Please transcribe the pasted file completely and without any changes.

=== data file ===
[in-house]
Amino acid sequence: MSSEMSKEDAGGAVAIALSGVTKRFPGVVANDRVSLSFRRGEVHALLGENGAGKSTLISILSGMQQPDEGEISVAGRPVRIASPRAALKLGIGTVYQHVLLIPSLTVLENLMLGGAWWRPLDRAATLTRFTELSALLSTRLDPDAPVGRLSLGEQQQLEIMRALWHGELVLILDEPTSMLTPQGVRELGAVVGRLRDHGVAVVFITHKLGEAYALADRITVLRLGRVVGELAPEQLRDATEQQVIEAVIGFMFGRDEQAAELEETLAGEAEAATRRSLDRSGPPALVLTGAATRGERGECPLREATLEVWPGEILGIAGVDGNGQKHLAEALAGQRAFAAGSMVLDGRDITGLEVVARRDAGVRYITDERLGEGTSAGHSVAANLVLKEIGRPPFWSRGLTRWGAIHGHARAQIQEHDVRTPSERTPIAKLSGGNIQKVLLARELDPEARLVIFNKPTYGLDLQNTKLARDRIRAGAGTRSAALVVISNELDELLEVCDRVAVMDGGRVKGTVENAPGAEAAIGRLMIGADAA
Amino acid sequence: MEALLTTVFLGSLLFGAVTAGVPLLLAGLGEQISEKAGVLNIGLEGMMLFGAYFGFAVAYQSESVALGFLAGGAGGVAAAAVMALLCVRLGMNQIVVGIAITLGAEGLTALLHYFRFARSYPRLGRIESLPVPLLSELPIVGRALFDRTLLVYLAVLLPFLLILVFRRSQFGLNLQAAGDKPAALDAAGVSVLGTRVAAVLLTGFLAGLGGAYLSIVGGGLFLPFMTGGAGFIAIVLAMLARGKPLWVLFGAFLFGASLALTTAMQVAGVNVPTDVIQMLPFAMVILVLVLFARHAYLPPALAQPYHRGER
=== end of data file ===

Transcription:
[in-house]
Amino acid sequence: MSSEMSKEDAGGAVAIALSGVTKRFPGVVANDRVSLSFRRGEVHALLGENGAGKSTLISILSGMQQPDEGEISVAGRPVRIASPRAALKLGIGTVYQHVLLIPSLTVLENLMLGGAWWRPLDRAATLTRFTELSALLSTRLDPDAPVGRLSLGEQQQLEIMRALWHGELVLILDEPTSMLTPQGVRELGAVVGRLRDHGVAVVFITHKLGEAYALADRITVLRLGRVVGELAPEQLRDATEQQVIEAVIGFMFGRDEQAAELEETLAGEAEAATRRSLDRSGPPALVLTGAATRGERGECPLREATLEVWPGEILGIAGVDGNGQKHLAEALAGQRAFAAGSMVLDGRDITGLEVVARRDAGVRYITDERLGEGTSAGHSVAANLVLKEIGRPPFWSRGLTRWGAIHGHARAQIQEHDVRTPSERTPIAKLSGGNIQKVLLARELDPEARLVIFNKPTYGLDLQNTKLARDRIRAGAGTRSAALVVISNELDELLEVCDRVAVMDGGRVKGTVENAPGAEAAIGRLMIGADAA
Amino acid sequence: MEALLTTVFLGSLLFGAVTAGVPLLLAGLGEQISEKAGVLNIGLEGMMLFGAYFGFAVAYQSESVALGFLAGGAGGVAAAAVMALLCVRLGMNQIVVGIAITLGAEGLTALLHYFRFARSYPRLGRIESLPVPLLSELPIVGRALFDRTLLVYLAVLLPFLLILVFRRSQFGLNLQAAGDKPAALDAAGVSVLGTRVAAVLLTGFLAGLGGAYLSIVGGGLFLPFMTGGAGFIAIVLAMLARGKPLWVLFGAFLFGASLALTTAMQVAGVNVPTDVIQMLPFAMVILVLVLFARHAYLPPALAQPYHRGER